We’ve all heard the phrase ‘fail to prepare, then prepare to fail’ and this couldn’t be more true when dealing with the media. You can have the most detailed communications strategy in the world, but without a genuine understanding of how the media works and what your key message is, it will fail at the first hurdle.
Whether you’re a complete novice or well versed in PR and media relations, knowing your business’ key messages and staying in control during an interview is challenging. As a nation, the British are well-known for playing down their positive attributes for fear of being seen as arrogant, but when it comes to interviews, this unassuming attitude can be misconceived as incompetence or uncertainty – not something you’d like repeated in the news!
Quite often we are unaware of the little turns of phrase that we use, which might give others a bad impression of ourselves. Using terms such as ‘it was a difficult year’, or ‘we’ve only recently started, so are still quite small’, can blur or distract from the positive message you are trying to convey. Media training helps businesses identify what those key messages are and learn the techniques to ensure that what gets printed aligns with what you want your audience to see.
For example, when being interviewed by a journalist, either for print or online, it is important to avoid relaxing into a conversational style. The journalist isn’t there to make friends; they want a story, and being too conversational means a greater risk of being misquoted. That’s not meant to scare you, or give you the impression that all journalists have an ulterior motive, but it’s important in interviews to not be afraid of stopping yourself once you have answered the question.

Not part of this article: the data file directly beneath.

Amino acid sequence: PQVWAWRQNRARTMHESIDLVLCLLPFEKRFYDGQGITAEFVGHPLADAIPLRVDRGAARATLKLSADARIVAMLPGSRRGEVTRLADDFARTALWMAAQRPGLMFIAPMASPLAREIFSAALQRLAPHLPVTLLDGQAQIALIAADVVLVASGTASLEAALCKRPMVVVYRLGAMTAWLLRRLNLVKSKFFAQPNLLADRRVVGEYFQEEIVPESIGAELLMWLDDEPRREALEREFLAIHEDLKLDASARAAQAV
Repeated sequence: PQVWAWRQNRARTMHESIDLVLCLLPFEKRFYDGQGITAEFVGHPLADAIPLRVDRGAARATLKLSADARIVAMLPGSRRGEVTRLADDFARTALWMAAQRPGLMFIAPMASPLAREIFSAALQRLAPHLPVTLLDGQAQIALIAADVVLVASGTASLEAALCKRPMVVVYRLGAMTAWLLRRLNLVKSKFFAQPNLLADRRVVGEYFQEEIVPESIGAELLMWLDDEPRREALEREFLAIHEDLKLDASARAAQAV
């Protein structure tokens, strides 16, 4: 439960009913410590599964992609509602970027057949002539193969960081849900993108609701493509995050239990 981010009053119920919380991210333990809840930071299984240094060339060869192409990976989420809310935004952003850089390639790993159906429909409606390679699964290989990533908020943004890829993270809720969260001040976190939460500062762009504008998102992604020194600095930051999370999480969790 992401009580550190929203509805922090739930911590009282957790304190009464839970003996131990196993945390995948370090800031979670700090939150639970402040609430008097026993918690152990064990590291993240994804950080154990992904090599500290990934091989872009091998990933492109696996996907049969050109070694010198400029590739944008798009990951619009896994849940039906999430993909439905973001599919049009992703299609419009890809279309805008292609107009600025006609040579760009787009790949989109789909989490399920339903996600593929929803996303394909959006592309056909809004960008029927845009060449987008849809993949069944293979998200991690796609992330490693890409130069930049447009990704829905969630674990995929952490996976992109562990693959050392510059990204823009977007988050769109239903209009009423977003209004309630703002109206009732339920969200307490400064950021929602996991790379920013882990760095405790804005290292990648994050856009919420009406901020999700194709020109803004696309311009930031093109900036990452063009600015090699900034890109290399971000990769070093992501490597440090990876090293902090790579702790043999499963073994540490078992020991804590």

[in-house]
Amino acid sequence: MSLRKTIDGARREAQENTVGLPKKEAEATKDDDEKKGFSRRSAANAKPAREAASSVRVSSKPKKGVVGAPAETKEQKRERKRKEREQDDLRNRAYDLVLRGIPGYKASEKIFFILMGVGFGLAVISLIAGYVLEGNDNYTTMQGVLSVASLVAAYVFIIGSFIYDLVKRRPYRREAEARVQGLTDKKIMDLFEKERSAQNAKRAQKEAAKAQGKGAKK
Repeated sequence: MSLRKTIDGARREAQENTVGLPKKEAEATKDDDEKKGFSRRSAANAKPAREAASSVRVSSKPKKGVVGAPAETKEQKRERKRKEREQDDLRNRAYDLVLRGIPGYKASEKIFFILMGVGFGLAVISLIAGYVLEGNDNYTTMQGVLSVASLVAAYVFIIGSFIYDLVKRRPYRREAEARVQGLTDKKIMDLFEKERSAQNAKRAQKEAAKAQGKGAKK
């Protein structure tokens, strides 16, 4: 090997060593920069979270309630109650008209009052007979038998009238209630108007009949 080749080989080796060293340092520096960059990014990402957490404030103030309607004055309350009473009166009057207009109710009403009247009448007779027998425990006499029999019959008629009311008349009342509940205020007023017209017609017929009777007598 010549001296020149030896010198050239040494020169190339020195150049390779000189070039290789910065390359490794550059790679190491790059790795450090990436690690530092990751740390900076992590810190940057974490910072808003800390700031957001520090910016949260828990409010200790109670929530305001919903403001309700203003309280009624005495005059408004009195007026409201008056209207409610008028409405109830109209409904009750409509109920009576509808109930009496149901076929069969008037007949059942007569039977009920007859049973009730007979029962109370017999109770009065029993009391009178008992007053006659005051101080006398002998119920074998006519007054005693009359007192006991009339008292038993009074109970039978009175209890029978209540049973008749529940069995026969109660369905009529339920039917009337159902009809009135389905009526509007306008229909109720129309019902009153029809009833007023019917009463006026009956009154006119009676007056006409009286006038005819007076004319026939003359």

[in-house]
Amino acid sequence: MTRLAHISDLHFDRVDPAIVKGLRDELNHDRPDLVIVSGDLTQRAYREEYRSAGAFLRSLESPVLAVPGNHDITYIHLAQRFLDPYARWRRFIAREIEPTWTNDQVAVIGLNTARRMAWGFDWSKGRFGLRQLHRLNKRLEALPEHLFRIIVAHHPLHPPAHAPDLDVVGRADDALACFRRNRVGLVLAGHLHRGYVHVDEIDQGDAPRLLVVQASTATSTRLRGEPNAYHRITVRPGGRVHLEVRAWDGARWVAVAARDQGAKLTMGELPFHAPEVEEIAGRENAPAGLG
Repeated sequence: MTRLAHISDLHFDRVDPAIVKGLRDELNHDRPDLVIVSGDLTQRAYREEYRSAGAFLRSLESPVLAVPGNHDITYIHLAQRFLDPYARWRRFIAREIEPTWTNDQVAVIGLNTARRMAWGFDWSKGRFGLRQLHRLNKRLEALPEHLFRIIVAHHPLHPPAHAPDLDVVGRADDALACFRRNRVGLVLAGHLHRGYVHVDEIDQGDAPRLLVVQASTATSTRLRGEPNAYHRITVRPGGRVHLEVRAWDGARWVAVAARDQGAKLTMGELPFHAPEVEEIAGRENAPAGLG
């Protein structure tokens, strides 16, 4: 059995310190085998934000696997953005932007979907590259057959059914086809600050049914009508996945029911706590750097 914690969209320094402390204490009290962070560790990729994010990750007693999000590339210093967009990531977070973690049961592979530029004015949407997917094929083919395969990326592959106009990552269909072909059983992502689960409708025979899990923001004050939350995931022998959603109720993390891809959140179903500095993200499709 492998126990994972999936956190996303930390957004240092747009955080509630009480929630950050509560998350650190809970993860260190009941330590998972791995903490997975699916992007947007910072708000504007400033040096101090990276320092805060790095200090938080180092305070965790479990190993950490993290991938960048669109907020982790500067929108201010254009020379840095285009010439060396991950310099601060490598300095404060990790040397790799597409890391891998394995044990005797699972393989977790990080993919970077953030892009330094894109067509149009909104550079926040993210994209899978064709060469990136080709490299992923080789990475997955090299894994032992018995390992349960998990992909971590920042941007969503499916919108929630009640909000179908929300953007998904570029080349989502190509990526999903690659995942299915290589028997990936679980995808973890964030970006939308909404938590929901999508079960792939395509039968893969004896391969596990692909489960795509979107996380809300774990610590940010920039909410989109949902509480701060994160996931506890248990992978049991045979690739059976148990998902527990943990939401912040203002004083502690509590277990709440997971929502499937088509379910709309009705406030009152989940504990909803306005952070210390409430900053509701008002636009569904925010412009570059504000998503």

Answering in a clear and concise manner is far better than a rambling response. Unfortunately, this is a common mistake that we see. The interviewer asks an unassuming question, but a nervous interviewee continues to talk in an attempt to fill the dreaded ‘awkward silence’. Adopting the practice of answering the question directly puts the pressure back on the interviewer and retains control, ensuring they only have the material you want them to have.
Media training isn’t a one-size-fits-all approach. A training session is only truly effective when it is highly tailored. It takes in-depth research into our business to understand how you work, who your audience is and how best to approach the messaging.
We use a tailored three-stage approach during our training sessions which covers the following topics:
– Developing your key messages
– Identifying the facts that support your key messages. Remember, a journalist will be looking for you to be an expert in your field, so it’s important that you practice the facts alongside your key message
– Anticipating the difficult questions. For this, we use the tried and tested ‘5 Ws and the H’ process: What, Why, How, Where, When and Who – in that order.
The research we conduct enables us to create numerous real-life practice interview questions, which makes it much more relatable and a more valuable training exercise. The whole aim is to build your confidence so that you are capable of facing the media with enthusiasm in an assured and informative manner.
Speaking to the media may seem daunting, but with the right training a difficult task can easily be transformed into an opportunity for you to let others know what your business is really about.